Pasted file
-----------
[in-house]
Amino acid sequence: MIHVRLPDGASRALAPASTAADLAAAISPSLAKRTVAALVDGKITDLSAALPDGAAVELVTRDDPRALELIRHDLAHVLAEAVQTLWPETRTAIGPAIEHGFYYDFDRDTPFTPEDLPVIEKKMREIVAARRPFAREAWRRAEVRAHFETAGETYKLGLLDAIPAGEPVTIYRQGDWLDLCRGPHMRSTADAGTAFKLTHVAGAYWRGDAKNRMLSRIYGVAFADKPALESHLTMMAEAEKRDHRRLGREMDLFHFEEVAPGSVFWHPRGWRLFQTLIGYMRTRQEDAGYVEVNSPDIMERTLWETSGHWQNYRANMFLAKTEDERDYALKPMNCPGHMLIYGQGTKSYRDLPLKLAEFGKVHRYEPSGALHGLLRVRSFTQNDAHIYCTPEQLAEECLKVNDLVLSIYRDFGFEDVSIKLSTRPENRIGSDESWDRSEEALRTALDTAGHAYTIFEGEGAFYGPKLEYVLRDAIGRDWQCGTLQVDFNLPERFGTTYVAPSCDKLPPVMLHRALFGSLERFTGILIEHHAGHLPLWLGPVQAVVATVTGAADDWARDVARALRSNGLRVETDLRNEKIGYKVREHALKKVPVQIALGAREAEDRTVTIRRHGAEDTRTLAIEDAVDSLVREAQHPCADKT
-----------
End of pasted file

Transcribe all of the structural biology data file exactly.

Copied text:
[in-house]
Amino acid sequence: MIHVRLPDGASRALAPASTAADLAAAISPSLAKRTVAALVDGKITDLSAALPDGAAVELVTRDDPRALELIRHDLAHVLAEAVQTLWPETRTAIGPAIEHGFYYDFDRDTPFTPEDLPVIEKKMREIVAARRPFAREAWRRAEVRAHFETAGETYKLGLLDAIPAGEPVTIYRQGDWLDLCRGPHMRSTADAGTAFKLTHVAGAYWRGDAKNRMLSRIYGVAFADKPALESHLTMMAEAEKRDHRRLGREMDLFHFEEVAPGSVFWHPRGWRLFQTLIGYMRTRQEDAGYVEVNSPDIMERTLWETSGHWQNYRANMFLAKTEDERDYALKPMNCPGHMLIYGQGTKSYRDLPLKLAEFGKVHRYEPSGALHGLLRVRSFTQNDAHIYCTPEQLAEECLKVNDLVLSIYRDFGFEDVSIKLSTRPENRIGSDESWDRSEEALRTALDTAGHAYTIFEGEGAFYGPKLEYVLRDAIGRDWQCGTLQVDFNLPERFGTTYVAPSCDKLPPVMLHRALFGSLERFTGILIEHHAGHLPLWLGPVQAVVATVTGAADDWARDVARALRSNGLRVETDLRNEKIGYKVREHALKKVPVQIALGAREAEDRTVTIRRHGAEDTRTLAIEDAVDSLVREAQHPCADKT